Friday, July 8, 2011

C.G. Jung on Libido and Instinct

"The energic standpoint has the effect of freeing psychic energy from the bonds of a too narrow definition.  Experience shows that instinctual processes of whatever kind are often intensified to an extraordinary degree by an afflux of energy, no matter where it comes from.  This is true not only of sexuality but of hunger and thirst too.  One instinct can temporarily be depotentiated in favour of another instinct, and this is true of psychic activities in general.  To assume that it is always and only sexuality which is subject to these depotentiations would be a sort of psychic equivalent of the phlogiston theory in physics and chemistry.  Freud himself was somewhat sceptical about the existing theories of instinct, and rightly so.  Instinct is a very mysterious manifestation of life, partly psychic and partly physiological by nature.  It is one of the most conservative functions in the psyche and is extremely difficult, if not impoossible, to change.  Pathological maladjustments, such as the neuroses, are therefore more easily explained by the patient's attitude to instinct than by a sudden change in the latter.  But the patient's attitude is a complicated psychological problem, which it would certainly not be if his attitude depended on instinct.  The motive forces at the back of neurosis come from all sorts of congenital characteristics and environmental influences, which together build up an attitude that makes it impossible for him to lead a life in which the instincts are satisfied." (pp. 138-139)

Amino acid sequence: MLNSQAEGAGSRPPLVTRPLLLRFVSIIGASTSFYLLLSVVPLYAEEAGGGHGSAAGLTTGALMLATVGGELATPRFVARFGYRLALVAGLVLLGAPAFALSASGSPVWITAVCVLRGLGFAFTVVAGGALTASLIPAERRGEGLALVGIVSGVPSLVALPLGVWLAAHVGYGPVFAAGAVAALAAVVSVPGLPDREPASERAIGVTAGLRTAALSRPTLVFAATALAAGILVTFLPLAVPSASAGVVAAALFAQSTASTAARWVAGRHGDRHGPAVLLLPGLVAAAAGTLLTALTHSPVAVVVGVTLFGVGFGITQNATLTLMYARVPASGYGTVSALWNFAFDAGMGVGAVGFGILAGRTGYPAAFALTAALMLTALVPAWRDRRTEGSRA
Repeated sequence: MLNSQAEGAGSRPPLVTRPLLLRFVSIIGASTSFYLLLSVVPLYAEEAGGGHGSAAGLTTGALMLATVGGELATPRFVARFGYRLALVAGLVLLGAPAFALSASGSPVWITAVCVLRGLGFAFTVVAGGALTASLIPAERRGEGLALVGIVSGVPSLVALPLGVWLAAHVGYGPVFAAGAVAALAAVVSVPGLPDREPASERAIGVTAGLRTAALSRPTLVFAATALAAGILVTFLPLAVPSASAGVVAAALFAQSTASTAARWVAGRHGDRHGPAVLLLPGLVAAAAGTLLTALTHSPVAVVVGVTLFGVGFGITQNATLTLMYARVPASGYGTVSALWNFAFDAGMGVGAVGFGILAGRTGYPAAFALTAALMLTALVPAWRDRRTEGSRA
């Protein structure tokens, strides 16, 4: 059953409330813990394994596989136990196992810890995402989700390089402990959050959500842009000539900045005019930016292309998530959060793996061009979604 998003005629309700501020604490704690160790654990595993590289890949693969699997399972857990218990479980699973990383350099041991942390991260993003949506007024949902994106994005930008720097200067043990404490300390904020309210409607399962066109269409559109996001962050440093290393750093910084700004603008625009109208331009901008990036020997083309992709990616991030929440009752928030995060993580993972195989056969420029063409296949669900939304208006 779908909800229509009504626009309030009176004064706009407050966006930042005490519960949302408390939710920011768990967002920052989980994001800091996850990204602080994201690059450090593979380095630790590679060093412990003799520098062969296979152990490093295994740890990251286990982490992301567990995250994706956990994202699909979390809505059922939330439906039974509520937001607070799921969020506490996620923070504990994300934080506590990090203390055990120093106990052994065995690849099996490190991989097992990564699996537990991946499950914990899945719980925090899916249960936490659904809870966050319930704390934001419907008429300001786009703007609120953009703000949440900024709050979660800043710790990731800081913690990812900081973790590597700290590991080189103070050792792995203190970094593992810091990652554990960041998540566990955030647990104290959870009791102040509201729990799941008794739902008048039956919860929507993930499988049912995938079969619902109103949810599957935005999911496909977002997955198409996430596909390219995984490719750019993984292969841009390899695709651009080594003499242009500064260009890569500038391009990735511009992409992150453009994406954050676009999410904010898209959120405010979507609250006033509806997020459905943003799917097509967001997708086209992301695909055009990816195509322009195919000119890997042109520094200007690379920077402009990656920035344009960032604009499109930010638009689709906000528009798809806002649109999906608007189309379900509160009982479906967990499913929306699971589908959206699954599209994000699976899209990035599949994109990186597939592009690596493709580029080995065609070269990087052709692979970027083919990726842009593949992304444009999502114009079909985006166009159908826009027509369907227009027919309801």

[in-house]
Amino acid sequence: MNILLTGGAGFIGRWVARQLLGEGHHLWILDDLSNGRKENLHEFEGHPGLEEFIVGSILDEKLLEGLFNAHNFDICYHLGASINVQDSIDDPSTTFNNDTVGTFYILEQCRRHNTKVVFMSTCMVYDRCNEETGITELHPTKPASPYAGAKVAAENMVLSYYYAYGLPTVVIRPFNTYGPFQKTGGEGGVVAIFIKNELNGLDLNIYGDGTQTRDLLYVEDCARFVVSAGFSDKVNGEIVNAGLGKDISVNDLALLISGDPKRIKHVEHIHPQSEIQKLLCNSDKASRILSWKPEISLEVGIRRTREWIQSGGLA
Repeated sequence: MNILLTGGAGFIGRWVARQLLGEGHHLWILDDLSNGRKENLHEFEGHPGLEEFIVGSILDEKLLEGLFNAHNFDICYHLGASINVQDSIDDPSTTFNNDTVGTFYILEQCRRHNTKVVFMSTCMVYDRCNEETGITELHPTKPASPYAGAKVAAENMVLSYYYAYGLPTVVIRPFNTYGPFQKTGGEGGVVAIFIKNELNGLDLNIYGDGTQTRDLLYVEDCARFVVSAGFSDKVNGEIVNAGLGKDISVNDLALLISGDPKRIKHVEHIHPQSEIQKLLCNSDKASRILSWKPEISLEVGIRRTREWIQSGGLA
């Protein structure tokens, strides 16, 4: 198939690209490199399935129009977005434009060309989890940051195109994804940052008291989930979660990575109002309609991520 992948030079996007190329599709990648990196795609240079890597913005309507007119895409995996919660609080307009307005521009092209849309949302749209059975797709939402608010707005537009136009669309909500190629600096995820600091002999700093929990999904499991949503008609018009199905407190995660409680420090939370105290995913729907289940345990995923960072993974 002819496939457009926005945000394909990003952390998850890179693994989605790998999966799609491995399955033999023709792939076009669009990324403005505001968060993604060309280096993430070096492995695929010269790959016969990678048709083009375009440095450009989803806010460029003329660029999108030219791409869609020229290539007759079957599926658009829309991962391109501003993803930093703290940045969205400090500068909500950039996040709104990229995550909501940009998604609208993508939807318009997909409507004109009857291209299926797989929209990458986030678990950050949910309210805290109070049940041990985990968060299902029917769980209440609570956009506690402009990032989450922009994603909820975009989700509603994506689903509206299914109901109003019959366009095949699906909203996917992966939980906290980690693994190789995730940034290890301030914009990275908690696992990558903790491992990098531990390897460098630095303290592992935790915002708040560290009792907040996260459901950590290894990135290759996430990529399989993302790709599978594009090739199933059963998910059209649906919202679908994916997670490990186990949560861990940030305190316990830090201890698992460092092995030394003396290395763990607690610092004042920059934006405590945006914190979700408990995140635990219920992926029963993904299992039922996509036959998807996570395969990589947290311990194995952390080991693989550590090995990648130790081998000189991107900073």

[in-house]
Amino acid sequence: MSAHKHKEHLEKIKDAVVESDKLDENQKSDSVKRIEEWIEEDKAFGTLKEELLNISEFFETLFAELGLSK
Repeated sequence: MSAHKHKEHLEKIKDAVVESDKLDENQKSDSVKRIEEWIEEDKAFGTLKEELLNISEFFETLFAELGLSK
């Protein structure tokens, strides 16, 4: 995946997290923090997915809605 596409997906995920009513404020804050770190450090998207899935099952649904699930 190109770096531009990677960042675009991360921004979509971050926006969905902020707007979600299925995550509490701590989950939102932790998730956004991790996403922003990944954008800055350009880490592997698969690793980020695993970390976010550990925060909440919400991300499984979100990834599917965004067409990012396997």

C.G. Jung (1952/1956). Symbols of Transformation.  The Collected Works of C.G. Jung, Vol. 5.

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